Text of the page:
By adding the antioxidant so as to allow the oxidizing agent to act effectively, the mercury-absorbing ability is enhanced and the operating cost is reduced. Moreover, by adding the oxidizing agent to the desulfurized exhaust gas at a position upstream of the mist eliminator, the amount of oxidizing agent fed may be reduced to a level of {fraction (1/10)} to {fraction (1/20)} as compared with the method in which an oxidizing agent is directly added, for example, to the absorbing fluid within the absorption tower. Furthermore, mercury can be removed from the desulfurized exhaust gas without contaminating other apparatus with the oxidizing agent.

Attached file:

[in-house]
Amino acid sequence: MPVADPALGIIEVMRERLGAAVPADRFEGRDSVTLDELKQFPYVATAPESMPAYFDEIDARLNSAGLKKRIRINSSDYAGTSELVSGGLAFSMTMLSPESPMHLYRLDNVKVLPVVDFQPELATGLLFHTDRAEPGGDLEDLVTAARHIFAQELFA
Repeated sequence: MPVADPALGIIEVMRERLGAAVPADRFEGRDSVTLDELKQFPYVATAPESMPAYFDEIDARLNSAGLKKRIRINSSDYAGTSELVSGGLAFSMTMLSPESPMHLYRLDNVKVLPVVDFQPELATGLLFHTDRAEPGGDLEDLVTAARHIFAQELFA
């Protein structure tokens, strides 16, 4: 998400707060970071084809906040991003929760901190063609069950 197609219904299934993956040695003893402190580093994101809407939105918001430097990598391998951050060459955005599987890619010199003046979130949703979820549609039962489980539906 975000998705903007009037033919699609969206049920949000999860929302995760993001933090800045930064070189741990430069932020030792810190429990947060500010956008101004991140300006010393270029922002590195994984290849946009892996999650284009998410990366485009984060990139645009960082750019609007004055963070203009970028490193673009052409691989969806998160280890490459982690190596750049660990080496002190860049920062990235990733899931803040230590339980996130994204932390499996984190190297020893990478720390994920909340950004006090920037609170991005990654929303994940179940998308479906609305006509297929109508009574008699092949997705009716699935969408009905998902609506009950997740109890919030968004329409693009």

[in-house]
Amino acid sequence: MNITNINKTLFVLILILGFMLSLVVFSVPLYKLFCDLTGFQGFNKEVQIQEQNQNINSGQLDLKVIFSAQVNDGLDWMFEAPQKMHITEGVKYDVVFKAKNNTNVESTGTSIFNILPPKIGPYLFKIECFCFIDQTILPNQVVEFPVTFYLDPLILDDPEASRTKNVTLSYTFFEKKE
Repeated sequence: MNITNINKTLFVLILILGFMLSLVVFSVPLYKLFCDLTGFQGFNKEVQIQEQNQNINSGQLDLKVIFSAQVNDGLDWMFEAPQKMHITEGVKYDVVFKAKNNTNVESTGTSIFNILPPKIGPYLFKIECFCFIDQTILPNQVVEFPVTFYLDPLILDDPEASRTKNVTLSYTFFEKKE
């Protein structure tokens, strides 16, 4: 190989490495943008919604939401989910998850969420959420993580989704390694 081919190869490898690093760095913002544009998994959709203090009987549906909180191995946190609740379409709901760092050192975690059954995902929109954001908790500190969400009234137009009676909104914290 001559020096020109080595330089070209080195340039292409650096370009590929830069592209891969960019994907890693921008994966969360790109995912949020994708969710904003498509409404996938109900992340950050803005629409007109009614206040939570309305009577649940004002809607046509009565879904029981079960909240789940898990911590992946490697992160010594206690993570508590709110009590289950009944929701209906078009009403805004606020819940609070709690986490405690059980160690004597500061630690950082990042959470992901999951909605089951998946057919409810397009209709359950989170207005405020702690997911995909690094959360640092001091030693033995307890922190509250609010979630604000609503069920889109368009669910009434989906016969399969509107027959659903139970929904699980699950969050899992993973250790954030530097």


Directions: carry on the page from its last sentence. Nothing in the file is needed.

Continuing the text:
The aforesaid antioxidant preferably comprises an alcohol, and the aforesaid oxidizing agent preferably comprises sodium hypochlorite, sodium chlorate or potassium permanganate.

In the mercury removal method of the present invention, it is a preferred embodiment to feed the aforesaid oxidizing agent and antioxidant to the desulfurized exhaust gas by spraying a solution containing them (i.e., an absorbing solution) into the desulfurized exhaust gas. It is especially preferable that the solution used for this purpose have a pH of 5 to 7.

As the aforesaid mist eliminator, there may be used, for example, a vertically or obliquely installed mist eliminator. Moreover, the aforesaid oxidizing agent and antioxidant may be fed cocurrently or countercurrently to the flow of the aforesaid desulfurized exhaust gas.